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§ 118F. Medical support order for health care coverage

Oklahoma Statutes AnnotatedTitle 43. Marriage and FamilyEffective: November 1, 2018

Oklahoma Statutes Annotated
Title 43. Marriage and Family (Refs & Annos)
Divorce and Alimony
Effective: November 1, 2018
43 Okl.St.Ann. § 118F
§ 118F. Medical support order for health care coverage
A. The court shall enter a medical support order for health care coverage in any case in which an ongoing child support order is entered or modified. Medical support, for the purpose of this section, is defined as health care coverage, cash medical support, or a combination of both. For the purposes of this section:
1. “Health care coverage” includes:
a. fee for service,
b. health maintenance organization,
c. preferred provider organization,
d. other types of private health insurance,
e. government medical assistance program or health plan,
f. Indian Health Services, and
g. Defense Eligibility Enrollment Reporting System (DEERS).
2. “Cash medical support” means:
a. an amount ordered to be paid toward the cost of health care coverage provided by a public entity, parent, or by a person other than the parents, or
b. fixed periodic payments for ongoing medical costs.
B. In entering a temporary order, the court shall order that any health care coverage in effect for the child continue in effect pending the entering of a final order, unless the court finds that the existing health care coverage is not reasonable in cost or is not accessible as defined in subsection D of this section. If there is no health care coverage in effect for the child or if the health care coverage in effect is not available at a reasonable cost or is not accessible, the court shall order health care coverage for the child as provided in this section, unless the court makes a written finding that good cause exists not to enter a temporary medical support order.
C. On entering a final order, the court shall:
1. Make specific orders with respect to the manner in which health care coverage is to be provided for the child; and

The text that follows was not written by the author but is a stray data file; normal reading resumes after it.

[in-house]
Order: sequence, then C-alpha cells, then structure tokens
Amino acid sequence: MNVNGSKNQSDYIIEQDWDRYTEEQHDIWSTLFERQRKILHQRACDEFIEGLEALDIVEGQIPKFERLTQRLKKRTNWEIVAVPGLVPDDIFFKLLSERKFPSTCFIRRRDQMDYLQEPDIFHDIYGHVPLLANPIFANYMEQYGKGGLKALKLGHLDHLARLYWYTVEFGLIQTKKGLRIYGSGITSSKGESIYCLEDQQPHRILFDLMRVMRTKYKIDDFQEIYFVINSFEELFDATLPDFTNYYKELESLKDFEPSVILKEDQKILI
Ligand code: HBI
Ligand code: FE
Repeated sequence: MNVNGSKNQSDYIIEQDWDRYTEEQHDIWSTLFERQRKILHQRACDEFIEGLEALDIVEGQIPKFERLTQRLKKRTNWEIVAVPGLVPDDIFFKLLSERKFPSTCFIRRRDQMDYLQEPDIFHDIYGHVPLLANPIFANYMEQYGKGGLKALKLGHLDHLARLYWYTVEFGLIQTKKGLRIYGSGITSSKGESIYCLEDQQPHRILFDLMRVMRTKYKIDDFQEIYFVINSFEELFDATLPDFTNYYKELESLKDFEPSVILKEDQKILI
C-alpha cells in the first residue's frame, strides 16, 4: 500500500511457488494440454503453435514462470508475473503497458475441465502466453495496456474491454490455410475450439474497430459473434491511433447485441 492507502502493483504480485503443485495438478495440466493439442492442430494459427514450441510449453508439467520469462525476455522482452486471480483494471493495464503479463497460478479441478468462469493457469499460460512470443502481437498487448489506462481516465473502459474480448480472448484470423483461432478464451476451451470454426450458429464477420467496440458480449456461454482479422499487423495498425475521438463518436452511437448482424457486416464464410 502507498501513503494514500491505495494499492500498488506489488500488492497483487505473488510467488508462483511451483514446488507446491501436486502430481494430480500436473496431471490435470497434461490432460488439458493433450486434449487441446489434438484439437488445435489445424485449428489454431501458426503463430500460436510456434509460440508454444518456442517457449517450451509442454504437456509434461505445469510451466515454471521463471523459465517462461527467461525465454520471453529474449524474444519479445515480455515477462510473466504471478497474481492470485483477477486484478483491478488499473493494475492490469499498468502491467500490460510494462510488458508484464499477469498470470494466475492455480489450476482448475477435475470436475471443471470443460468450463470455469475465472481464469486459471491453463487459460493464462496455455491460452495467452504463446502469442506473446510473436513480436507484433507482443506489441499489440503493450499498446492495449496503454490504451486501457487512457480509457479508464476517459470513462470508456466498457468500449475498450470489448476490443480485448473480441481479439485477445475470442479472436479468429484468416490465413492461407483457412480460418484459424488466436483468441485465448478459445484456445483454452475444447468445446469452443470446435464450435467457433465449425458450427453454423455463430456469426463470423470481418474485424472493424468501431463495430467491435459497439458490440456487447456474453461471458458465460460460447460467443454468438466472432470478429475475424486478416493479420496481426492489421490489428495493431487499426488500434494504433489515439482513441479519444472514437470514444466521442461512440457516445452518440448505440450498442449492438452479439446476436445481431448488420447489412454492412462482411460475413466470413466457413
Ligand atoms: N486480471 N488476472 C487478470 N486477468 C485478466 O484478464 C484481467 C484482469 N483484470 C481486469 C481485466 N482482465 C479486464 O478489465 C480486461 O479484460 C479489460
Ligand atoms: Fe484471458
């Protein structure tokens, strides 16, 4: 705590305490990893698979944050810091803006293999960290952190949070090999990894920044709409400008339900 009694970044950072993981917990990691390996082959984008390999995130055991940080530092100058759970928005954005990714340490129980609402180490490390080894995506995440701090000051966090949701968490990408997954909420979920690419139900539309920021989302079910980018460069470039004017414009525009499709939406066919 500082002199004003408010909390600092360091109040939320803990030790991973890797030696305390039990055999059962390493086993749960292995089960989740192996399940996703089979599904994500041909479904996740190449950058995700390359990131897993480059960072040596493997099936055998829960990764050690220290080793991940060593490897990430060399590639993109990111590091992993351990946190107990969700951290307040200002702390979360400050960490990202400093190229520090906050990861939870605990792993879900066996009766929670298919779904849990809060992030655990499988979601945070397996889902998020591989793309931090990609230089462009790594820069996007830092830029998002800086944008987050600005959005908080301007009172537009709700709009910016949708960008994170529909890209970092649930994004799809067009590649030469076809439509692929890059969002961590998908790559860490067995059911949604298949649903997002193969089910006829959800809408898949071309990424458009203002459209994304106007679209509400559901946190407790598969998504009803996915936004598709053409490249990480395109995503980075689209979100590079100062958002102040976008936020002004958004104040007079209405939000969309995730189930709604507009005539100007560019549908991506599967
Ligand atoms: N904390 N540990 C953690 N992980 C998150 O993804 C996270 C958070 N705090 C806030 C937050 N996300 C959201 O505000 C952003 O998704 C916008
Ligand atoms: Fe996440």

2. Require the parent ordered to provide health care coverage for the child as provided under this section to produce evidence to the court's satisfaction that the parent has applied for or secured health care coverage or has otherwise taken necessary action to provide for health care coverage for the child, as ordered by the court.
D. When the court enters a medical support order, the medical support order shall be reasonable in cost and accessible.
1. “Reasonable in cost” means that the pro rata share of the actual premium cost for the child or children paid by the insured does not exceed five percent (5%) of the gross income of the responsible parent. To calculate the actual premium cost of the health insurance, the court shall:
a. deduct from the total insurance premium the cost of coverage for the parent and any other adults in the household,
b. divide the remainder by the number of dependent children being covered, and
c. multiply the amount per child by the number of children in the child support case under consideration.
2. “Accessible health care coverage” means that:
a. there are available providers appropriate to meet the primary individual health care needs of the children no more than sixty (60) miles one way from the primary residence of the children.
b. If a parent has available health care coverage which includes an option that would be accessible to the child, but the parent has not currently enrolled in that option, the court may require the parent to change existing coverage to an option that is accessible to the child.
3. If the parties agree or the court finds good cause exists, the court may order health care coverage in excess of the five percent (5%) cost standard or the sixty-mile distance standard.
E. The court shall consider the cost and quality of health care coverage available to the parties. If both parents have health care coverage available, the court shall give priority to the preference of the custodial person, unless it is not in the best interest of the child.
F. Cash medical support.
1. The responsible parent shall be ordered to pay cash medical support when:
a. there is no health care plan available for the child,
b. the only health care plan available for the child is a governmental medical assistance program or health plan, or
c. a party shows reasonable evidence of domestic violence or child abuse, such that an order for health care coverage is inappropriate and the disclosure of information could be harmful to a party, custodian, or child.
2. The cash medical support order shall not exceed the pro rata share of the actual monthly medical expenses paid for the child, or five percent (5%) of the gross monthly income of the obligor, whichever is less.
3. a. In determining the actual monthly medical costs for the child, the court shall determine:
(1) for children who are participating in a government medical assistance program or health plan, an amount consistent with rules promulgated by the Oklahoma Health Care Authority determining the rates established for the cost of providing medical care through a government medical assistance program or health plan, or